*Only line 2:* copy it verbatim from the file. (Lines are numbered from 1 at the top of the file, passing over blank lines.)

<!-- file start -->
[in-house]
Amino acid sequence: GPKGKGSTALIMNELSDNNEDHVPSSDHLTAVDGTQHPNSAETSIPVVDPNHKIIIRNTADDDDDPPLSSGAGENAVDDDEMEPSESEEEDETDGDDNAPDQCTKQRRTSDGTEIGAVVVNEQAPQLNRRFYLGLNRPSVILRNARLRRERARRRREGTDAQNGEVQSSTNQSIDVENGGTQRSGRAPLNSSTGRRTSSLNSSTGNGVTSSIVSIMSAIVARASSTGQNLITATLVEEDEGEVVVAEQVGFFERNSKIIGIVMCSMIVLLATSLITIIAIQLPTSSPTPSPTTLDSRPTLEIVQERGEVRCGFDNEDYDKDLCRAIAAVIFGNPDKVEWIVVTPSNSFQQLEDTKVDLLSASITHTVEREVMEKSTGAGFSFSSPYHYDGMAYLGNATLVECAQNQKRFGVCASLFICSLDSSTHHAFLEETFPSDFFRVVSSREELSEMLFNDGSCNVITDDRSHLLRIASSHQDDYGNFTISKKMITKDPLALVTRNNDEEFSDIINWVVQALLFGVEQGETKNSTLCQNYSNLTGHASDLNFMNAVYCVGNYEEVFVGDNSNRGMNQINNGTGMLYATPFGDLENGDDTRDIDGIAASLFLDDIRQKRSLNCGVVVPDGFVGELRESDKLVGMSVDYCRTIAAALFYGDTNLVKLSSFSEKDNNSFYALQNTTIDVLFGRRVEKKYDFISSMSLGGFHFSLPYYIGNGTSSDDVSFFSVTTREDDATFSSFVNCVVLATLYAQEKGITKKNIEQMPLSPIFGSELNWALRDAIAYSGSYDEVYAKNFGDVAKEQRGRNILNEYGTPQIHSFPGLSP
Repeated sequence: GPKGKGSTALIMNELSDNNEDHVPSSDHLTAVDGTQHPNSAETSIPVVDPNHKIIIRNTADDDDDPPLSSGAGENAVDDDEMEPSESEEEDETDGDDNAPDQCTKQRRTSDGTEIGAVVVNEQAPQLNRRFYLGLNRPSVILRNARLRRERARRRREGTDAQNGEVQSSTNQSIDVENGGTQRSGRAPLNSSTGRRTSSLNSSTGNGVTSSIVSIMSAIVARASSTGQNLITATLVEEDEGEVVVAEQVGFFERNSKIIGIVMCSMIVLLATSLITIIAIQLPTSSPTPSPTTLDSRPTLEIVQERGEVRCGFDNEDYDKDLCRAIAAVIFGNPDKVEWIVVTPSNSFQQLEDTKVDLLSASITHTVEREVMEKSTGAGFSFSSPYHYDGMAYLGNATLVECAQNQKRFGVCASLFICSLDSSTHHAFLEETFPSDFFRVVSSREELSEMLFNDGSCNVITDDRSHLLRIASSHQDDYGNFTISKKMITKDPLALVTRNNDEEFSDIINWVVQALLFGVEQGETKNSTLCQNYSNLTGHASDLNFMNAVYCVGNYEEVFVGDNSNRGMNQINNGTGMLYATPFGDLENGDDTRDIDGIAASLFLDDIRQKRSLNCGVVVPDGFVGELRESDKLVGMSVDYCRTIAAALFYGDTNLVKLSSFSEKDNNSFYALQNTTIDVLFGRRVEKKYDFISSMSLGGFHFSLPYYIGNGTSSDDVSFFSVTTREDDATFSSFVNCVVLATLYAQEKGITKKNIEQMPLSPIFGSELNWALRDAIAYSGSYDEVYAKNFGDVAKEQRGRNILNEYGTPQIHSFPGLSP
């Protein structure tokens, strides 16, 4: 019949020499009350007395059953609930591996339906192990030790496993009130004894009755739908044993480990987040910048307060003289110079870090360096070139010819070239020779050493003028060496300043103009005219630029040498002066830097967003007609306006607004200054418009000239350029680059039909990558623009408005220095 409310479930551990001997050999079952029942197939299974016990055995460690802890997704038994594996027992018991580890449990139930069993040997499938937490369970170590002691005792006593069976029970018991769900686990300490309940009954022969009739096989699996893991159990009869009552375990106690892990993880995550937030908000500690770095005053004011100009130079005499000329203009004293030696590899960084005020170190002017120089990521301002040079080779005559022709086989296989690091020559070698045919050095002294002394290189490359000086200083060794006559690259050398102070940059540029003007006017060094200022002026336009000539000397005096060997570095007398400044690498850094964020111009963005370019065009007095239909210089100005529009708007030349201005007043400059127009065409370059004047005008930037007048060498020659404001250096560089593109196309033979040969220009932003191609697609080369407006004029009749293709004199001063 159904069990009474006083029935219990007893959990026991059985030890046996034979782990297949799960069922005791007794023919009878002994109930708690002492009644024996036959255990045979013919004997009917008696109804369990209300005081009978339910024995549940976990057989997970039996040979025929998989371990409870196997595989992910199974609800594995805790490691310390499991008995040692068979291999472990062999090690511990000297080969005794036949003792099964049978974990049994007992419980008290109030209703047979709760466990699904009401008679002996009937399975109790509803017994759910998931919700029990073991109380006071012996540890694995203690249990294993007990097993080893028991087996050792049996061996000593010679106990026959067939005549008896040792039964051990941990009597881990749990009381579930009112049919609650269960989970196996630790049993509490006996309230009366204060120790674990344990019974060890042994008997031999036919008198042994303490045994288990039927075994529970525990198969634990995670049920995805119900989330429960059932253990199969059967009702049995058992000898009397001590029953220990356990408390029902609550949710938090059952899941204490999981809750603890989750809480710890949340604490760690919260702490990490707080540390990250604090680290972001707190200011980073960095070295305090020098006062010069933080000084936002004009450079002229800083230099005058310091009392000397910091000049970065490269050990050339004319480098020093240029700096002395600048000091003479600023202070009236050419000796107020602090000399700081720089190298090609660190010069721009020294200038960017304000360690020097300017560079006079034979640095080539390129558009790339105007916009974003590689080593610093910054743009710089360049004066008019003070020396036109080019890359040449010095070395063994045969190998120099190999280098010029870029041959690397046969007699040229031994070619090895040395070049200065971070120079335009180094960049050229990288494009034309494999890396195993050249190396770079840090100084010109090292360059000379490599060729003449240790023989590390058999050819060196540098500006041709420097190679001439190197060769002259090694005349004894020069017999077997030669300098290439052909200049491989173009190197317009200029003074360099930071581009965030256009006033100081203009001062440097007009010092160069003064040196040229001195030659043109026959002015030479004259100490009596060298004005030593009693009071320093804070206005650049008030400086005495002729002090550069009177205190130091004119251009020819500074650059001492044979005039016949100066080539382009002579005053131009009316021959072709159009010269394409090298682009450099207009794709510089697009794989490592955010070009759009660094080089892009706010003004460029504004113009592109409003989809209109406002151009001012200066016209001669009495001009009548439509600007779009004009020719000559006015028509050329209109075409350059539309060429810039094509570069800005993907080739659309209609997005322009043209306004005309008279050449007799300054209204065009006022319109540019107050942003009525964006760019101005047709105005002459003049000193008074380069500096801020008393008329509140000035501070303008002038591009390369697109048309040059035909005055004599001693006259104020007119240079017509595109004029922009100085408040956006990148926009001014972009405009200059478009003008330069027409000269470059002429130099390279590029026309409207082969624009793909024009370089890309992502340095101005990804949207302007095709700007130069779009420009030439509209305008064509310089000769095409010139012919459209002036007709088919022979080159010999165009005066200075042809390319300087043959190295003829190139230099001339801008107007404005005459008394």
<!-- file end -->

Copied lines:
Amino acid sequence: GPKGKGSTALIMNELSDNNEDHVPSSDHLTAVDGTQHPNSAETSIPVVDPNHKIIIRNTADDDDDPPLSSGAGENAVDDDEMEPSESEEEDETDGDDNAPDQCTKQRRTSDGTEIGAVVVNEQAPQLNRRFYLGLNRPSVILRNARLRRERARRRREGTDAQNGEVQSSTNQSIDVENGGTQRSGRAPLNSSTGRRTSSLNSSTGNGVTSSIVSIMSAIVARASSTGQNLITATLVEEDEGEVVVAEQVGFFERNSKIIGIVMCSMIVLLATSLITIIAIQLPTSSPTPSPTTLDSRPTLEIVQERGEVRCGFDNEDYDKDLCRAIAAVIFGNPDKVEWIVVTPSNSFQQLEDTKVDLLSASITHTVEREVMEKSTGAGFSFSSPYHYDGMAYLGNATLVECAQNQKRFGVCASLFICSLDSSTHHAFLEETFPSDFFRVVSSREELSEMLFNDGSCNVITDDRSHLLRIASSHQDDYGNFTISKKMITKDPLALVTRNNDEEFSDIINWVVQALLFGVEQGETKNSTLCQNYSNLTGHASDLNFMNAVYCVGNYEEVFVGDNSNRGMNQINNGTGMLYATPFGDLENGDDTRDIDGIAASLFLDDIRQKRSLNCGVVVPDGFVGELRESDKLVGMSVDYCRTIAAALFYGDTNLVKLSSFSEKDNNSFYALQNTTIDVLFGRRVEKKYDFISSMSLGGFHFSLPYYIGNGTSSDDVSFFSVTTREDDATFSSFVNCVVLATLYAQEKGITKKNIEQMPLSPIFGSELNWALRDAIAYSGSYDEVYAKNFGDVAKEQRGRNILNEYGTPQIHSFPGLSP